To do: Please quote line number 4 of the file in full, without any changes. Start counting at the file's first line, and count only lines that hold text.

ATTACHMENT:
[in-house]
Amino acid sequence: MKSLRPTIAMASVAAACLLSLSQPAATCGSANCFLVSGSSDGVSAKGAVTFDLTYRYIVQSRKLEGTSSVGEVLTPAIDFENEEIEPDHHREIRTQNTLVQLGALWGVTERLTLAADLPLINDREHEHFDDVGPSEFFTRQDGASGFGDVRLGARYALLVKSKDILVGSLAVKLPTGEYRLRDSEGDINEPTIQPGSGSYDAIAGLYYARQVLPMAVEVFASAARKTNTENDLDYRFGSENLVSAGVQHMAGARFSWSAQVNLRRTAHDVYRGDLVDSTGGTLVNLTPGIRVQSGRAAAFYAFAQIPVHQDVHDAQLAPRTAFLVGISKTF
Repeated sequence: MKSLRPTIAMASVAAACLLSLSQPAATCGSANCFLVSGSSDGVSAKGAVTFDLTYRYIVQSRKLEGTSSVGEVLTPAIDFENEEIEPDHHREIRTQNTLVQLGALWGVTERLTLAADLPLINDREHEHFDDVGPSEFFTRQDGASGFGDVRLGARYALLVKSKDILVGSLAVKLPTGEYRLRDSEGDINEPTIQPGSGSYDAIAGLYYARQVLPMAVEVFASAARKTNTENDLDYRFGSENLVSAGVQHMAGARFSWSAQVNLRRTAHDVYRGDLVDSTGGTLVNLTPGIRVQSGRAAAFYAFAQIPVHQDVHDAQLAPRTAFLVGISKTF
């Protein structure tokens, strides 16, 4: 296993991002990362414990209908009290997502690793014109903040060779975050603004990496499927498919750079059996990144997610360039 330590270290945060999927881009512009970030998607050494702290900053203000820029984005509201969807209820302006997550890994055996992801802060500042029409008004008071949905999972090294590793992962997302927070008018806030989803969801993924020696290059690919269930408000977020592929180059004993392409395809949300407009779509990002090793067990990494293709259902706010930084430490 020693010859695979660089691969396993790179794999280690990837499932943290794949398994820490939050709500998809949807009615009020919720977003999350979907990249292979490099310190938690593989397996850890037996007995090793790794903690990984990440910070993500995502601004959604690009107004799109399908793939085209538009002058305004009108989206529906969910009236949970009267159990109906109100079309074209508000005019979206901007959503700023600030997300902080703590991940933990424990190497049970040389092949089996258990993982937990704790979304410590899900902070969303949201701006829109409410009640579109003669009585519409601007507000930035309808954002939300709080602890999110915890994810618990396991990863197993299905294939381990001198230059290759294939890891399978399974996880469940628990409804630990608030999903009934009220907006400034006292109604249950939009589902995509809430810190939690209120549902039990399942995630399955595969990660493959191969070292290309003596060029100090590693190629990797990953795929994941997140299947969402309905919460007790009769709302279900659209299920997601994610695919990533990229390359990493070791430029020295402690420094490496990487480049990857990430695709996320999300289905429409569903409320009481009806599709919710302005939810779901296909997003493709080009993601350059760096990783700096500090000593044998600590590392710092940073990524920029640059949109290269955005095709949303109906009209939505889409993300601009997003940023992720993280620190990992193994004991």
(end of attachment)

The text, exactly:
């Protein structure tokens, strides 16, 4: 296993991002990362414990209908009290997502690793014109903040060779975050603004990496499927498919750079059996990144997610360039 330590270290945060999927881009512009970030998607050494702290900053203000820029984005509201969807209820302006997550890994055996992801802060500042029409008004008071949905999972090294590793992962997302927070008018806030989803969801993924020696290059690919269930408000977020592929180059004993392409395809949300407009779509990002090793067990990494293709259902706010930084430490 020693010859695979660089691969396993790179794999280690990837499932943290794949398994820490939050709500998809949807009615009020919720977003999350979907990249292979490099310190938690593989397996850890037996007995090793790794903690990984990440910070993500995502601004959604690009107004799109399908793939085209538009002058305004009108989206529906969910009236949970009267159990109906109100079309074209508000005019979206901007959503700023600030997300902080703590991940933990424990190497049970040389092949089996258990993982937990704790979304410590899900902070969303949201701006829109409410009640579109003669009585519409601007507000930035309808954002939300709080602890999110915890994810618990396991990863197993299905294939381990001198230059290759294939890891399978399974996880469940628990409804630990608030999903009934009220907006400034006292109604249950939009589902995509809430810190939690209120549902039990399942995630399955595969990660493959191969070292290309003596060029100090590693190629990797990953795929994941997140299947969402309905919460007790009769709302279900659209299920997601994610695919990533990229390359990493070791430029020295402690420094490496990487480049990857990430695709996320999300289905429409569903409320009481009806599709919710302005939810779901296909997003493709080009993601350059760096990783700096500090000593044998600590590392710092940073990524920029640059949109290269955005095709949303109906009209939505889409993300601009997003940023992720993280620190990992193994004991």